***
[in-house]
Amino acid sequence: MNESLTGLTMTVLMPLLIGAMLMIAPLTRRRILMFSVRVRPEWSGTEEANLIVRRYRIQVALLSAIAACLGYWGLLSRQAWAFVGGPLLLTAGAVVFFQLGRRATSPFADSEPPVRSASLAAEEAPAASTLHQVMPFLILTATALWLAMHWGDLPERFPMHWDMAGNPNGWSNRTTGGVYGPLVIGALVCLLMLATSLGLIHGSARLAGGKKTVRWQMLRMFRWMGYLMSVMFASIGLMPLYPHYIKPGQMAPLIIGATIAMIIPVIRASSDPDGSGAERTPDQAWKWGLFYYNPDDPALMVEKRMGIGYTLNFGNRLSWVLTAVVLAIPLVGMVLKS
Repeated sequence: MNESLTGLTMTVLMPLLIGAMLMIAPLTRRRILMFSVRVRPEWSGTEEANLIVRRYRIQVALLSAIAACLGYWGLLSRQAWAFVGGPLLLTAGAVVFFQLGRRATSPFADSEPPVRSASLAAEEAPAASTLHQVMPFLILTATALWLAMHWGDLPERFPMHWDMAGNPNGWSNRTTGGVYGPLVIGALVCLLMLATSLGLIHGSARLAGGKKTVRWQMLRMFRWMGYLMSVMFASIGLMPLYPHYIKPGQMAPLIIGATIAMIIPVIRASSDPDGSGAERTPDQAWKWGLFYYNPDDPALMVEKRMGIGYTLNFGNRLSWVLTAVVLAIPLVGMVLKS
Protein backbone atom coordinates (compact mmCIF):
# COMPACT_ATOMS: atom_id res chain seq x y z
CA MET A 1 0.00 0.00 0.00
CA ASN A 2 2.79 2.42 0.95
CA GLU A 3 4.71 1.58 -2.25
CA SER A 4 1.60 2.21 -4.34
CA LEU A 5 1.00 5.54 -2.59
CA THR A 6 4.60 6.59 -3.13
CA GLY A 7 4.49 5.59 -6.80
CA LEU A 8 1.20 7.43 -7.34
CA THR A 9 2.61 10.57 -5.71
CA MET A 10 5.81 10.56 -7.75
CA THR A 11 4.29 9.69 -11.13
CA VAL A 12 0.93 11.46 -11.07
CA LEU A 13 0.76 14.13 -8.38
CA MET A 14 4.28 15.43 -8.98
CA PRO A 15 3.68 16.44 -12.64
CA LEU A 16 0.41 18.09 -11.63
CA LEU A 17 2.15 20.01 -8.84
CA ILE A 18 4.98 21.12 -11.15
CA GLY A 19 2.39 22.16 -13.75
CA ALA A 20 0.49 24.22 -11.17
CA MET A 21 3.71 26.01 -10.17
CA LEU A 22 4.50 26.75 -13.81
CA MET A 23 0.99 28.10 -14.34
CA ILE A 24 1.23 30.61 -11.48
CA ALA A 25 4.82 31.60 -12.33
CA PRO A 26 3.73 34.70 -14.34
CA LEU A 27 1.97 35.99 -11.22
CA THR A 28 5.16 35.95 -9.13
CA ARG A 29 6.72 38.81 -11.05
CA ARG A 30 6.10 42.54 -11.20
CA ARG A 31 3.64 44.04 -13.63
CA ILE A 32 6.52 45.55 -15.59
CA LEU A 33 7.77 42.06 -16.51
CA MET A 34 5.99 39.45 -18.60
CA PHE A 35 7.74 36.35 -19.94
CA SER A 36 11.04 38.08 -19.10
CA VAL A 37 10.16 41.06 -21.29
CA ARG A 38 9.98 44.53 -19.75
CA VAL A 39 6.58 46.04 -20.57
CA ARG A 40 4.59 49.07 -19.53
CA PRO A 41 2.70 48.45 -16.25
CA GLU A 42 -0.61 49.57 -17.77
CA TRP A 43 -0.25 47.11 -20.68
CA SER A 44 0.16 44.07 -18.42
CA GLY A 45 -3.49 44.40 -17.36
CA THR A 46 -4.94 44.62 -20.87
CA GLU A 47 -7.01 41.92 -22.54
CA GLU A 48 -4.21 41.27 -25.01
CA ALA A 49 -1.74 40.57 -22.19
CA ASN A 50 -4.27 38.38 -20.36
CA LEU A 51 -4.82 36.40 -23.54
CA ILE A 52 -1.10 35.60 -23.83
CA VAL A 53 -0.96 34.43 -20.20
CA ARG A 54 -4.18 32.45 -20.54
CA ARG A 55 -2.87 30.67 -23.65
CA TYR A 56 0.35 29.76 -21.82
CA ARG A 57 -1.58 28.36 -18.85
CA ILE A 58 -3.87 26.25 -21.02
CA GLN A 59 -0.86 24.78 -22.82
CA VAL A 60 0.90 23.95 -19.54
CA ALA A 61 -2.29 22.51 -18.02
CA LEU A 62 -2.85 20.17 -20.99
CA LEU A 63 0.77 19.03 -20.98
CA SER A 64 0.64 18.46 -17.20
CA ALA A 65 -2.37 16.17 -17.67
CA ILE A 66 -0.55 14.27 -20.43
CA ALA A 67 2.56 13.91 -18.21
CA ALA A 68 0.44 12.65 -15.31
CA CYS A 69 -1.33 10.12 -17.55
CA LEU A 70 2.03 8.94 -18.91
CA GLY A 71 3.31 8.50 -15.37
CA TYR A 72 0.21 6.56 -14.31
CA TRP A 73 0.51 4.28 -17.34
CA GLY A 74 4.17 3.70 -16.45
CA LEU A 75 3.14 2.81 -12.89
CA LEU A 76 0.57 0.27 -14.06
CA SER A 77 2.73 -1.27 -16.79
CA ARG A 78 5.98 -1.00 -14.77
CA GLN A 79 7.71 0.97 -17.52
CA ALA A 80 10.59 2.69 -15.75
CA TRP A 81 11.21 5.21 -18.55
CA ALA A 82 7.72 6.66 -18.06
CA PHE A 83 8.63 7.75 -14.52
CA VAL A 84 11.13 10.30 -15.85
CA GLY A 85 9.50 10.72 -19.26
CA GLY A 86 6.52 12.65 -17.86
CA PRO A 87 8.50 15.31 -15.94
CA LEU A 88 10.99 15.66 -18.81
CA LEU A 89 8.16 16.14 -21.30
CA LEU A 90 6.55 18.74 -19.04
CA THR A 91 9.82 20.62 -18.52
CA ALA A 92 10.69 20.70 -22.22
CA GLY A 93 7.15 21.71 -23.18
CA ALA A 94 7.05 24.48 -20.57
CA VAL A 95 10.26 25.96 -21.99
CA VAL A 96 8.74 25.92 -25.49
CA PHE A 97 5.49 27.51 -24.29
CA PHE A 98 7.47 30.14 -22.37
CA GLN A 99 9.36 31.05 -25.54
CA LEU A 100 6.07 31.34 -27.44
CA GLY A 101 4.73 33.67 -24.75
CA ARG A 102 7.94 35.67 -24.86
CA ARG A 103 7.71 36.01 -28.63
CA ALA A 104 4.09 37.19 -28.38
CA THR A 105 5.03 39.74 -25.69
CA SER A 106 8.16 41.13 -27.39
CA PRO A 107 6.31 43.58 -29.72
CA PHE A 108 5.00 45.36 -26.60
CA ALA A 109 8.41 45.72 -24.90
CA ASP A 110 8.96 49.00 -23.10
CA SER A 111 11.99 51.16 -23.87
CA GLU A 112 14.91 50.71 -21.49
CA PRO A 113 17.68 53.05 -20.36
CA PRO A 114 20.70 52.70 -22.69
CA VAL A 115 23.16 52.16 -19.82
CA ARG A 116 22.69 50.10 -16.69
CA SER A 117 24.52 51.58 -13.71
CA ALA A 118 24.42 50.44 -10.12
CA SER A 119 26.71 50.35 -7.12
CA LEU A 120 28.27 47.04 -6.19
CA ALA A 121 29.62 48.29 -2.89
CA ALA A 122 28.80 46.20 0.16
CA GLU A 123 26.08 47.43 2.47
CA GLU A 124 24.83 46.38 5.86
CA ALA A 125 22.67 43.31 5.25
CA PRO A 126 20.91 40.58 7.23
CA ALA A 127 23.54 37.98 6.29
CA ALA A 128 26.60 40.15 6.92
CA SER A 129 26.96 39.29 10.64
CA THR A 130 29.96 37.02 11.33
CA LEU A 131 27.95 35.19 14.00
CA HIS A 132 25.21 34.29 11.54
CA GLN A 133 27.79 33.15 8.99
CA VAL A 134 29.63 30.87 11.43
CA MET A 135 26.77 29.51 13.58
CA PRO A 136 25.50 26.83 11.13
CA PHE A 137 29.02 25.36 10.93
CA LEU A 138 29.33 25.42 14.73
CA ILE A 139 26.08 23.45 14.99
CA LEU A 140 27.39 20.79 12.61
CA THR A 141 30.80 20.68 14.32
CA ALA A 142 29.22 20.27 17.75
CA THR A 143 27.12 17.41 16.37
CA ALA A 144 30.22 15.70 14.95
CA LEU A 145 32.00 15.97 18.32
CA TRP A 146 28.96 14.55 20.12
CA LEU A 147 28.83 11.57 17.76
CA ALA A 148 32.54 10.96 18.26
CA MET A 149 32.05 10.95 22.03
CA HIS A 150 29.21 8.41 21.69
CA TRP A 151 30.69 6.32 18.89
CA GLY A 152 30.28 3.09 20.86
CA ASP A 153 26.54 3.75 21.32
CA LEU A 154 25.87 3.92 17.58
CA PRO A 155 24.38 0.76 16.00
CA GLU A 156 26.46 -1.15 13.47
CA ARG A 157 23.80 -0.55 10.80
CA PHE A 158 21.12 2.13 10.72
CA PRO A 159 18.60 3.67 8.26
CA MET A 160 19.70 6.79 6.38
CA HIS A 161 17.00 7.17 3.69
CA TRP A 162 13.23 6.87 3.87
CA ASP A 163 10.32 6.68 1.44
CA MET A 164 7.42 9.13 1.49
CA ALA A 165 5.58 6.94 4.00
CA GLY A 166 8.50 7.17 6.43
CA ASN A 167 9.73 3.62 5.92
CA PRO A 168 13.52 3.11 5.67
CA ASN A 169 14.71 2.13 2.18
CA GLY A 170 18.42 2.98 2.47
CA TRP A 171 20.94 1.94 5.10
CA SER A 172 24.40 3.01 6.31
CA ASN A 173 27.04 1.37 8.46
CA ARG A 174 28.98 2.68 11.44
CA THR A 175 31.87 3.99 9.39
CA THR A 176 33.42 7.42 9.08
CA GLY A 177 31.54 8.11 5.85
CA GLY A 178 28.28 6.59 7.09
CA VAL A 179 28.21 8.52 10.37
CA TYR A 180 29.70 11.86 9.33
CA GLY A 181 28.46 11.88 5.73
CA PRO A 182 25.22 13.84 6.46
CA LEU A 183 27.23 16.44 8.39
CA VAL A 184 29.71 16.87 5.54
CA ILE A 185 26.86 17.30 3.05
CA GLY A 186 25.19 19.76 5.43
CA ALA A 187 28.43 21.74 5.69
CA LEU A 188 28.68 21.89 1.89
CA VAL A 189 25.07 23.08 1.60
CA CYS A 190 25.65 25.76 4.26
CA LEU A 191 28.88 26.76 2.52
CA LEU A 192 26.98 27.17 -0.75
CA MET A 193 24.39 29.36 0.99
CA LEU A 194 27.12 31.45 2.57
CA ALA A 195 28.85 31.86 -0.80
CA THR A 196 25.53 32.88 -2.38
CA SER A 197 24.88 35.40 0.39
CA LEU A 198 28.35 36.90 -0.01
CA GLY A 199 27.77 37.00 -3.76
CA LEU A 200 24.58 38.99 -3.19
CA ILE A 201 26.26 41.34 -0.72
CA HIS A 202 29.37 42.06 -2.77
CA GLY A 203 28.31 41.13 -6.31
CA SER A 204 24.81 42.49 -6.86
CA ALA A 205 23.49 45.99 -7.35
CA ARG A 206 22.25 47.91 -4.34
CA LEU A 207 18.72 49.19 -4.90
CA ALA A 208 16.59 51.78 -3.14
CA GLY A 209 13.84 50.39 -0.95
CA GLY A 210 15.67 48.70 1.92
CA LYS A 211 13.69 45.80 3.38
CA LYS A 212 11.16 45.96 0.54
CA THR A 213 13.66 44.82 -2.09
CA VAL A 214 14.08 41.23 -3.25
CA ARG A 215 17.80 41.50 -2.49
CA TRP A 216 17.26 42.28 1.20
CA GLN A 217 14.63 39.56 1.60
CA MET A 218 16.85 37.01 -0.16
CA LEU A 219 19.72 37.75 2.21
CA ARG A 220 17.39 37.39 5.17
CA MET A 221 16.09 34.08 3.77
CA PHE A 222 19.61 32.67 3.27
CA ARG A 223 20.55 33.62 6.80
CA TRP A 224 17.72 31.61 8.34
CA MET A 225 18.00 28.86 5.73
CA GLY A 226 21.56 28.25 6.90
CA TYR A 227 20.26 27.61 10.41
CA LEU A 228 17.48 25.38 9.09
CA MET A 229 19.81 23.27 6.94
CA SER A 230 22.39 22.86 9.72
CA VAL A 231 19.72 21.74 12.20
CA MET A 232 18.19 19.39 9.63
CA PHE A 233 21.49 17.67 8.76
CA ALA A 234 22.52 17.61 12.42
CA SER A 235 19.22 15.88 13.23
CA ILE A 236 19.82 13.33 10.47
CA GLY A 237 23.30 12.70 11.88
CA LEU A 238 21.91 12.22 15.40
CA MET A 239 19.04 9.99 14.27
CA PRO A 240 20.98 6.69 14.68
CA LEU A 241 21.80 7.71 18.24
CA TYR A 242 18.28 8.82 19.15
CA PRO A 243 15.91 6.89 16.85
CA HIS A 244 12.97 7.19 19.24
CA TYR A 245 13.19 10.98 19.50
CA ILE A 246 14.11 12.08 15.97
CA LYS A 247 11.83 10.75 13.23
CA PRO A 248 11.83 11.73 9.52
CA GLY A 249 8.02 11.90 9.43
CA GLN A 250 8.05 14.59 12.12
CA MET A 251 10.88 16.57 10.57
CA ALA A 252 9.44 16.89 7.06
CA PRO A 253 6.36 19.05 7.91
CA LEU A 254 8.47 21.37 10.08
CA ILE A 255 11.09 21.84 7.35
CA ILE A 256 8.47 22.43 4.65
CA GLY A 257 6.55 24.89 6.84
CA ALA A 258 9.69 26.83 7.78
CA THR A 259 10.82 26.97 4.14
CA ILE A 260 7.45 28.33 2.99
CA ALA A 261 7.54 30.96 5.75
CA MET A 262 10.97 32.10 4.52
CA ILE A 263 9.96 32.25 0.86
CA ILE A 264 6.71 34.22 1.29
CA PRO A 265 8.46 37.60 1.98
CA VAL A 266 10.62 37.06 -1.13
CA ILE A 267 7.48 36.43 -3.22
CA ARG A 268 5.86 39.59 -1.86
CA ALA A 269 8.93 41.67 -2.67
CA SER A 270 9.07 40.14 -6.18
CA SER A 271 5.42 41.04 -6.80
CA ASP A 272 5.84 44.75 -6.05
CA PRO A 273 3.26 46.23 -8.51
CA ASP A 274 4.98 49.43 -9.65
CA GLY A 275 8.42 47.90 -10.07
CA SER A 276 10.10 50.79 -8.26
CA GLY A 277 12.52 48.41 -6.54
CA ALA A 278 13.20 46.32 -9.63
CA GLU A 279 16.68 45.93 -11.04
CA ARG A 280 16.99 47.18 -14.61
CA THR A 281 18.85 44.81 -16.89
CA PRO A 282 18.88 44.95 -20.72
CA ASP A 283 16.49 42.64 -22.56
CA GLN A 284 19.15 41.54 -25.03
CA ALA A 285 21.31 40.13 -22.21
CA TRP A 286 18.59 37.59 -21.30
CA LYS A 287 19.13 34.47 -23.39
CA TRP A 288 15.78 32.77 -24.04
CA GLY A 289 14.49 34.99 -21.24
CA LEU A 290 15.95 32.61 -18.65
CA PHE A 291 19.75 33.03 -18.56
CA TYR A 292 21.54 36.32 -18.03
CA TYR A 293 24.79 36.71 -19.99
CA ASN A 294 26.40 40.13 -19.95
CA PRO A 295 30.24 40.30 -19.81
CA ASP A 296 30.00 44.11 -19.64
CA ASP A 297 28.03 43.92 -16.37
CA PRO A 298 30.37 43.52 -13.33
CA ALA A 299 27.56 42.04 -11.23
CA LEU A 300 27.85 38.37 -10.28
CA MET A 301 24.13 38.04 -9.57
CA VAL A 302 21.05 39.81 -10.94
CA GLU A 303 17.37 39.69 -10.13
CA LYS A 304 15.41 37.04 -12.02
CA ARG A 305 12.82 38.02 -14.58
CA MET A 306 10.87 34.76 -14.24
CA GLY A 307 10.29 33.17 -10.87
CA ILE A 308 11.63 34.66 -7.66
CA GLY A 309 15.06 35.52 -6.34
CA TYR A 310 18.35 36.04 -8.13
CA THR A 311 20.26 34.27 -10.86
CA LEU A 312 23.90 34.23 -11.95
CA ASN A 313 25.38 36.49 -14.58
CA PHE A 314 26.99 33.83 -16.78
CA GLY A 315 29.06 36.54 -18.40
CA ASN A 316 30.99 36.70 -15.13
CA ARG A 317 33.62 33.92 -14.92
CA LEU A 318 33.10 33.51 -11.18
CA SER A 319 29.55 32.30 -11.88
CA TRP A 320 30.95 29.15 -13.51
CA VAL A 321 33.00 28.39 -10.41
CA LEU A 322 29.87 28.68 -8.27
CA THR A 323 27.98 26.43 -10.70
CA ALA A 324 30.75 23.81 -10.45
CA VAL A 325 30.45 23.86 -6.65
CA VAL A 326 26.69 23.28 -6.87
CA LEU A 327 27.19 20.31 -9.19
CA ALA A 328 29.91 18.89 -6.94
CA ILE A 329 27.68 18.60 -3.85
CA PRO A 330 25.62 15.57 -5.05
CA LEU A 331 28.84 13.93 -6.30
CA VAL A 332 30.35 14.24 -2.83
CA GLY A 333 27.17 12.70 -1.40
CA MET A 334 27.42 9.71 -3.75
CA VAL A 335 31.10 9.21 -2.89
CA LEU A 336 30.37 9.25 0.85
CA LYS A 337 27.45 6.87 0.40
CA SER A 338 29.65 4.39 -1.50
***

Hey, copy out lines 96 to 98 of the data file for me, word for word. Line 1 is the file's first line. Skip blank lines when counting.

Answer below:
CA THR A 91 9.82 20.62 -18.52
CA ALA A 92 10.69 20.70 -22.22
CA GLY A 93 7.15 21.71 -23.18